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Darion Griffin

Senior Associate Director, Educational Issues Department, American Federation of Teachers
Darion Griffin

BIO:

Darion Griffin is the Senior Associate Director in the Educational Issues Department of the American Federation of Teachers (AFT). She leads the AFT's work on literacy by analyzing public policy, implementing AFT policy, providing technical assistance to leaders and affiliates, working with educational organizations and others to advocate for and advance AFT positions, and developing and implementing professional development. She is responsible for leading the AFT's advocacy and support of the ELA/Literacy Common Core State Standards and their implementation in the field. Since joining the AFT national staff in 1995, she has served as the AFT/OERI National Reading Project Director, responsible for implementing a multi-year, multi-million dollar project to improve students' reading achievement in 3 urban districts through the delivery of high quality professional development in reading to teachers. Mrs. Griffin also has led AFT's efforts to redesign low-performing schools in several districts and has assisted affiliates with strategic education reform. She has conducted research on issues related to reading, professional development, and education reform; and she has worked to advance early childhood education. Prior to coming to the AFT, Mrs. Griffin served in several senior administrative and cabinet-level positions in student services and admissions at institutions of higher education in Washington, DC. Mrs. Griffin began her career as an elementary school teacher. Mrs. Griffin earned a baccalaureate degree in Sociology from Mount Holyoke College, a master's degree in Education Administration from The American University; and completed an Executive Education program at the Kennedy School of Government, Harvard University. She also has completed all course work and comprehensive examinations in a doctoral program in Education Administration.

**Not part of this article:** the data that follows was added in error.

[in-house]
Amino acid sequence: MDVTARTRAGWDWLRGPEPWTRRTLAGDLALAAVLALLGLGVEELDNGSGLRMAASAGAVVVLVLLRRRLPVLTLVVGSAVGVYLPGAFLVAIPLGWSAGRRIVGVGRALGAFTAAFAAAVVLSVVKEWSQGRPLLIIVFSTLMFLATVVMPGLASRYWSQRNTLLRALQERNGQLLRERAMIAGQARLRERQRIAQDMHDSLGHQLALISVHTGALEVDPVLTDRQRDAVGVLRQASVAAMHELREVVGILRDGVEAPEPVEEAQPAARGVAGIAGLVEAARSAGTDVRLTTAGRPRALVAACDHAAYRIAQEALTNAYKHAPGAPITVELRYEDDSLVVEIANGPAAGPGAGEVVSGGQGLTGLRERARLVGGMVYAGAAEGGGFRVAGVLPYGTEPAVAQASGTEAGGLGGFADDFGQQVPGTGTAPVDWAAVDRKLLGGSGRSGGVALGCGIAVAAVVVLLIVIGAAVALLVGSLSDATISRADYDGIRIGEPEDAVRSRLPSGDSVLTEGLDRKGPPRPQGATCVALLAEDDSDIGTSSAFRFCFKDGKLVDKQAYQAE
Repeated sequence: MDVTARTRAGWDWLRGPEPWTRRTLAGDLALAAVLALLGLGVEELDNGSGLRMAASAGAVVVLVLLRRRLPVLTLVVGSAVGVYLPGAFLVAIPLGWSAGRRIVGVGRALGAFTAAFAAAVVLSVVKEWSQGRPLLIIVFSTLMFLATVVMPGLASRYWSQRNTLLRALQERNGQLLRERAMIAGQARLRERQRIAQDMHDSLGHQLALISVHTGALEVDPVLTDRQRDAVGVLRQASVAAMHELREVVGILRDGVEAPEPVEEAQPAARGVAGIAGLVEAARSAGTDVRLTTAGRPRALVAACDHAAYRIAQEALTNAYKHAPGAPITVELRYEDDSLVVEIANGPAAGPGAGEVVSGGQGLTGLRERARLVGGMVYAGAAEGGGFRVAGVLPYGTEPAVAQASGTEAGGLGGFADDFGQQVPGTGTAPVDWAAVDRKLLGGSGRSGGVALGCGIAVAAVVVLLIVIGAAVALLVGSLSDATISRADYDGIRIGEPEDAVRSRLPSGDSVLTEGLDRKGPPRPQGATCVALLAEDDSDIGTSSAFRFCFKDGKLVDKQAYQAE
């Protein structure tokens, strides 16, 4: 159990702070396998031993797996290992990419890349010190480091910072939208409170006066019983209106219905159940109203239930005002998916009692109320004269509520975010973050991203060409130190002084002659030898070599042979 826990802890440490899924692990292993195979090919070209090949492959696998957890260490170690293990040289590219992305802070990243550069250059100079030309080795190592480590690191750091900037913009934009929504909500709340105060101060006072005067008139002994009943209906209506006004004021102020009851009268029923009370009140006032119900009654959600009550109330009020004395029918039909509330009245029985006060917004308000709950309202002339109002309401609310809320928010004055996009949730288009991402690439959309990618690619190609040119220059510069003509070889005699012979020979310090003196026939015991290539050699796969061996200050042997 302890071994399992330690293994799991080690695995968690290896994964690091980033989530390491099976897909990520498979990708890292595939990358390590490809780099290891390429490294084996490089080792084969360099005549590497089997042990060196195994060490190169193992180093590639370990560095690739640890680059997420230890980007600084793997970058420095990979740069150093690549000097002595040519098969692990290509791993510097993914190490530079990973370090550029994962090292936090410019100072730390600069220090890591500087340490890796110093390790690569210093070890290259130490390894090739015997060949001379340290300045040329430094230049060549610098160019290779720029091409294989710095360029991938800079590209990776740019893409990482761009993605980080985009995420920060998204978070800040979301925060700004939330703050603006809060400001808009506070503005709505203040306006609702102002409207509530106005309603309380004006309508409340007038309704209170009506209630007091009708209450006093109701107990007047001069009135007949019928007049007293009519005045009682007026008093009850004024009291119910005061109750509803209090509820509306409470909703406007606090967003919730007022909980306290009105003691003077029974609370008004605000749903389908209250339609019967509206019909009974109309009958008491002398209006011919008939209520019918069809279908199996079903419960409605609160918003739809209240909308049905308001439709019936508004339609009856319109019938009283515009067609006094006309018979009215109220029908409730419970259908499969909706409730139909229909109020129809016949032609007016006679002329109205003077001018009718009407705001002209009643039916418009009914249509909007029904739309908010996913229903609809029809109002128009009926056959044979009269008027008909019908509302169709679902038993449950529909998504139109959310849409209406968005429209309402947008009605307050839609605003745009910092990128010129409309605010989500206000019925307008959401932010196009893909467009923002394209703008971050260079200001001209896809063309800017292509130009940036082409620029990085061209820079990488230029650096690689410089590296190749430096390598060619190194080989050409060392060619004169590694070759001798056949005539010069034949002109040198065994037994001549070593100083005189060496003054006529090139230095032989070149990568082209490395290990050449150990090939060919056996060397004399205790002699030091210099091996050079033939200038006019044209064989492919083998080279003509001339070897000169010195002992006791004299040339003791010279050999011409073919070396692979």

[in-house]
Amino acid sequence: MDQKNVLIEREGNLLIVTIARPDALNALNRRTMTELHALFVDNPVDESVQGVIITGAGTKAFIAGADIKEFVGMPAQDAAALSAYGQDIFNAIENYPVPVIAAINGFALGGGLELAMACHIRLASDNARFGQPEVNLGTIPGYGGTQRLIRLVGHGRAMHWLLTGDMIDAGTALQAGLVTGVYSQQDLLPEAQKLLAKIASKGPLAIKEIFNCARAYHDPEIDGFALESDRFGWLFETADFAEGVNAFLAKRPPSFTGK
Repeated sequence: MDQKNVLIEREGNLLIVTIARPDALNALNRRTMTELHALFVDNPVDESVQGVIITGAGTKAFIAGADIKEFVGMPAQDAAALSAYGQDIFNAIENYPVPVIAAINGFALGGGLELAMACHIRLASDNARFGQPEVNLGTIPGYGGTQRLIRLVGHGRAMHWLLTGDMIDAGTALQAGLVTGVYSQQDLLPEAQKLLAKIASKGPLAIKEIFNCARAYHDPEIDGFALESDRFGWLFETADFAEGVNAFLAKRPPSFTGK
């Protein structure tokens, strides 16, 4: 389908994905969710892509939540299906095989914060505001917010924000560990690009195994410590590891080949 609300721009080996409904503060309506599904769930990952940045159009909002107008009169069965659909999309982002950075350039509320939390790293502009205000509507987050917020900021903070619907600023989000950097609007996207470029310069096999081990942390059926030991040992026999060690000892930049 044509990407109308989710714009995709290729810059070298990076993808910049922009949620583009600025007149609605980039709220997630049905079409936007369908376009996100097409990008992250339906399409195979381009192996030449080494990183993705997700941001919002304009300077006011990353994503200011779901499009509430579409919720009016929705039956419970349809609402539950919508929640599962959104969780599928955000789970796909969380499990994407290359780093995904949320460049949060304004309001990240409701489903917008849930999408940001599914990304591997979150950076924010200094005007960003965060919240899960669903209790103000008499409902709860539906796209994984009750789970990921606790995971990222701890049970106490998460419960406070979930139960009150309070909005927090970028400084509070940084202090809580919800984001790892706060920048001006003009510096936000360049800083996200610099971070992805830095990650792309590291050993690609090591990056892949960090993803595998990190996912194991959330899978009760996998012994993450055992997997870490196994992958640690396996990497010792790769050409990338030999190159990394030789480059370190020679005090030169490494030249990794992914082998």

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Michael Kaspar

Senior Program/Policy Analyst, STEM/P21, National Education Association
Michael Kaspar

BIO:

Dr. Michael Kaspar is a Senior Policy Analyst at the National Education Association in Washington, DC. His desk covers STEM (science, technology, engineering, and mathematics) and Digital Learning. He has taught at all levels - university, community college, elementary and secondary school and he has also led professional development programs for teachers and other staff. Dr. Kaspar is a skilled grant writer, fund-raiser, and events organizer who has led numerous successful efforts to promote education and community involvement in student learning. His experience includes both large and small urban school systems, for-profit agencies and not-for-profit agency management.

Recent positions include Director of Science for District of Columbia Public Schools, Fisheries and Wildlife Biologist with the DC Department, and Training Coordinator for the North American Association for Environmental Education, in Washington, DC. He is the founding President of the DC Science Teachers Association and serves on the board of directors of environmental and educational non-profits.

He has written numerous abstracts, journal and newsletter articles, curricula and resource guides, and belongs to several professional associations, (e.g., National Science Teachers Association, the Council for State Science Supervisors, American Association for the Advancement of Science, ASCD and the North American Association for Environmental Education).

He holds a PhD in Science Education from the University of Texas at Austin, a MS from Texas A&M University at College Station in Horticulture and a BA in Botany/Biology, also from UT, Austin. He has lived in Washington, DC for 17 years.

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Mark Shermis

Professor, College of Education, The University of Akron
Mark Shermis

BIO: